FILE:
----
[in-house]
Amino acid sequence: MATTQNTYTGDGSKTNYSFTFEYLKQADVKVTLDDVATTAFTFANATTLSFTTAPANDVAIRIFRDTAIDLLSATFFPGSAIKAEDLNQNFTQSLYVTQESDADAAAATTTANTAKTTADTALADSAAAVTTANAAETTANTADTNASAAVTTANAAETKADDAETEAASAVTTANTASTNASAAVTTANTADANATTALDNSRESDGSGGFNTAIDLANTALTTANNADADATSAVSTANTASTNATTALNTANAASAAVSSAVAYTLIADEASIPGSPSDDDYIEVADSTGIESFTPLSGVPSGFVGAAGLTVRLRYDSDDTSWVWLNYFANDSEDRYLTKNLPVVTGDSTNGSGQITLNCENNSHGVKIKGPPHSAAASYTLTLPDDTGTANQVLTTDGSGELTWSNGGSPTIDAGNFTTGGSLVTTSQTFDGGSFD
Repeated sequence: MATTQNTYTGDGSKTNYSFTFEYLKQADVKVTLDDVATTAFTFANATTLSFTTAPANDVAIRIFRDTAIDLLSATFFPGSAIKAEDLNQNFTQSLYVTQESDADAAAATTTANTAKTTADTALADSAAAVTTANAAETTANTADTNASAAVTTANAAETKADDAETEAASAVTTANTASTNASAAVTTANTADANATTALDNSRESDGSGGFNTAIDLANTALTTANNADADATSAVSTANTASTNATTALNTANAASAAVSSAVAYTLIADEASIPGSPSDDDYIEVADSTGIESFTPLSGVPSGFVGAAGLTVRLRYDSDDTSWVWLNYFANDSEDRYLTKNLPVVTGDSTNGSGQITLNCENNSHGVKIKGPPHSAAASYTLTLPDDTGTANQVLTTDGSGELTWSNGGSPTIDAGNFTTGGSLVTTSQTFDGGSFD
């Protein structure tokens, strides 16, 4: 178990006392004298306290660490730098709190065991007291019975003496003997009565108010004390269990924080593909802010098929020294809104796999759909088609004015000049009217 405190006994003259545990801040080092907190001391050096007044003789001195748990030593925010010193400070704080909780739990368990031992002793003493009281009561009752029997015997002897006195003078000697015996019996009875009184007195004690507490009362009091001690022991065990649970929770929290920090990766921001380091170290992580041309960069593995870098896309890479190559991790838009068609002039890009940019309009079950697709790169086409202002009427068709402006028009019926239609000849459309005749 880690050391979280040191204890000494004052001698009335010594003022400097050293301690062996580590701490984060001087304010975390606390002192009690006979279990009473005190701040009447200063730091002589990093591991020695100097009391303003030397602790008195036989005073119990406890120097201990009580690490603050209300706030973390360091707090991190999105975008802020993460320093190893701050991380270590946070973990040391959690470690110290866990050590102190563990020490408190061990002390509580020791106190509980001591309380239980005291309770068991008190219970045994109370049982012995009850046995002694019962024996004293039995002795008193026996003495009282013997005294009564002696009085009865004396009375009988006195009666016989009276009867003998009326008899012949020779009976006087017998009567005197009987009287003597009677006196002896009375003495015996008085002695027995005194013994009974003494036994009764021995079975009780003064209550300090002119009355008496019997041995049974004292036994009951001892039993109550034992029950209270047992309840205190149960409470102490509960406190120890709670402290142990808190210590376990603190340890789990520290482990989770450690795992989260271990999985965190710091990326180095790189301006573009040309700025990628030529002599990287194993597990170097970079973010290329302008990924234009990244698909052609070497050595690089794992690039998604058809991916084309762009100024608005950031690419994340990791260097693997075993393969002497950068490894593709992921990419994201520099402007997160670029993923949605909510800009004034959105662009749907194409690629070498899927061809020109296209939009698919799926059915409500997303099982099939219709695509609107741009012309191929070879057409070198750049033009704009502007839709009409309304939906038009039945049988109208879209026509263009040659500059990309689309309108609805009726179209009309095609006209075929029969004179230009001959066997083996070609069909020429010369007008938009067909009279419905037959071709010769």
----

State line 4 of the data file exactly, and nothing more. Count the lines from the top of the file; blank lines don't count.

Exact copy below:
């Protein structure tokens, strides 16, 4: 178990006392004298306290660490730098709190065991007291019975003496003997009565108010004390269990924080593909802010098929020294809104796999759909088609004015000049009217 405190006994003259545990801040080092907190001391050096007044003789001195748990030593925010010193400070704080909780739990368990031992002793003493009281009561009752029997015997002897006195003078000697015996019996009875009184007195004690507490009362009091001690022991065990649970929770929290920090990766921001380091170290992580041309960069593995870098896309890479190559991790838009068609002039890009940019309009079950697709790169086409202002009427068709402006028009019926239609000849459309005749 880690050391979280040191204890000494004052001698009335010594003022400097050293301690062996580590701490984060001087304010975390606390002192009690006979279990009473005190701040009447200063730091002589990093591991020695100097009391303003030397602790008195036989005073119990406890120097201990009580690490603050209300706030973390360091707090991190999105975008802020993460320093190893701050991380270590946070973990040391959690470690110290866990050590102190563990020490408190061990002390509580020791106190509980001591309380239980005291309770068991008190219970045994109370049982012995009850046995002694019962024996004293039995002795008193026996003495009282013997005294009564002696009085009865004396009375009988006195009666016989009276009867003998009326008899012949020779009976006087017998009567005197009987009287003597009677006196002896009375003495015996008085002695027995005194013994009974003494036994009764021995079975009780003064209550300090002119009355008496019997041995049974004292036994009951001892039993109550034992029950209270047992309840205190149960409470102490509960406190120890709670402290142990808190210590376990603190340890789990520290482990989770450690795992989260271990999985965190710091990326180095790189301006573009040309700025990628030529002599990287194993597990170097970079973010290329302008990924234009990244698909052609070497050595690089794992690039998604058809991916084309762009100024608005950031690419994340990791260097693997075993393969002497950068490894593709992921990419994201520099402007997160670029993923949605909510800009004034959105662009749907194409690629070498899927061809020109296209939009698919799926059915409500997303099982099939219709695509609107741009012309191929070879057409070198750049033009704009502007839709009409309304939906038009039945049988109208879209026509263009040659500059990309689309309108609805009726179209009309095609006209075929029969004179230009001959066997083996070609069909020429010369007008938009067909009279419905037959071709010769």